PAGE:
Fox New host Brian Kilmeade says anti-police protesters 'should be barred' from calling 911 after the Chauvin verdict

Fox New host Brian Kilmeade says anti-police protesters 'should be barred' from calling 911 after the Chauvin verdict
Fox & Friends co-hosts (from left to right): Pete Hegseth, Ainsley Earhardt, Brian Kilmeade.Fox News
  • A Fox News host on Thursday said anti-racism protesters should be "barred" from calling 911.
  • Kilmeade reacted to a string of local protest headlines read off by co-host Ainsley Earhardt.
  • "You should be barred from - anyone who says that, you are no longer allowed to use 911," he said.

"Fox & Friends" co-host Brian Kilmeade launched into a tirade just 10 minutes into Thursday morning's show, arguing that anti-racism protesters "should be barred" from calling 911 if they speak out against the police.

Kilmeade, who has co-hosted the show since 1998, was reacting to fellow anchor Ainsley Earhardt listing off a series of headlines about a handful of protests in the aftermath of former Minneapolis police officer Derek Chauvin's conviction for the murder of George Floyd.

"Ohio State University, now, the students are gathering in the students union and they're demanding that the school cut ties with Columbus police. In Portland, someone punched an officer in the face," Earhardt said, offering little context and not citing any sources of the reports.
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"They smashed windows of a Starbucks," she continued. "They spray painted anti-police messages on walls there. Minnesota, protesters were yelling at police 'Get the blank out,' and in New York at that local restaurant, 'We don't want you here. We don't want you here.'"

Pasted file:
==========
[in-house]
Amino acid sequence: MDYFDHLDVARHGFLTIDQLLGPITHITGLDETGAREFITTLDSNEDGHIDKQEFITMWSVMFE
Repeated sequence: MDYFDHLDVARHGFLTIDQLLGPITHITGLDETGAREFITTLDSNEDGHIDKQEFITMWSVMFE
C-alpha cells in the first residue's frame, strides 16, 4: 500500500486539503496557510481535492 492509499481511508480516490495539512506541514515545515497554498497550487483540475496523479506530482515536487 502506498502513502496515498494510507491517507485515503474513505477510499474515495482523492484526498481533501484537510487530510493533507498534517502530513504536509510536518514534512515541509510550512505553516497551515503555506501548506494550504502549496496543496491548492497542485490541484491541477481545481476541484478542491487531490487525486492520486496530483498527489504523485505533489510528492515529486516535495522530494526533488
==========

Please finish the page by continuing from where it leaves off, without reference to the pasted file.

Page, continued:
Kilmeade quickly jumped in.

"Good, and you know what? You should be barred from - anyone who says that, you are no longer allowed to use 911," he said, adding: "Let's just hope, in your life, you never need a police officer."
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While the initial reaction to the Chauvin verdict on Tuesday was mostly positive from daytime Fox News hosts and guests, several others have expressed frustration at how the ruling played out among the public and in the mainstream media.

Most notably, the network's top-rated primetime host Tucker Carlson cast doubt on the verdict by implying the jury was intimidated into convicting Chauvin, while Greg Gutfeld - co-host of "The Five" and host of the eponymously named "Gutfeld!" - celebrated the jury's decision "even if he might not be guilty of all charges" because "my house was looted."
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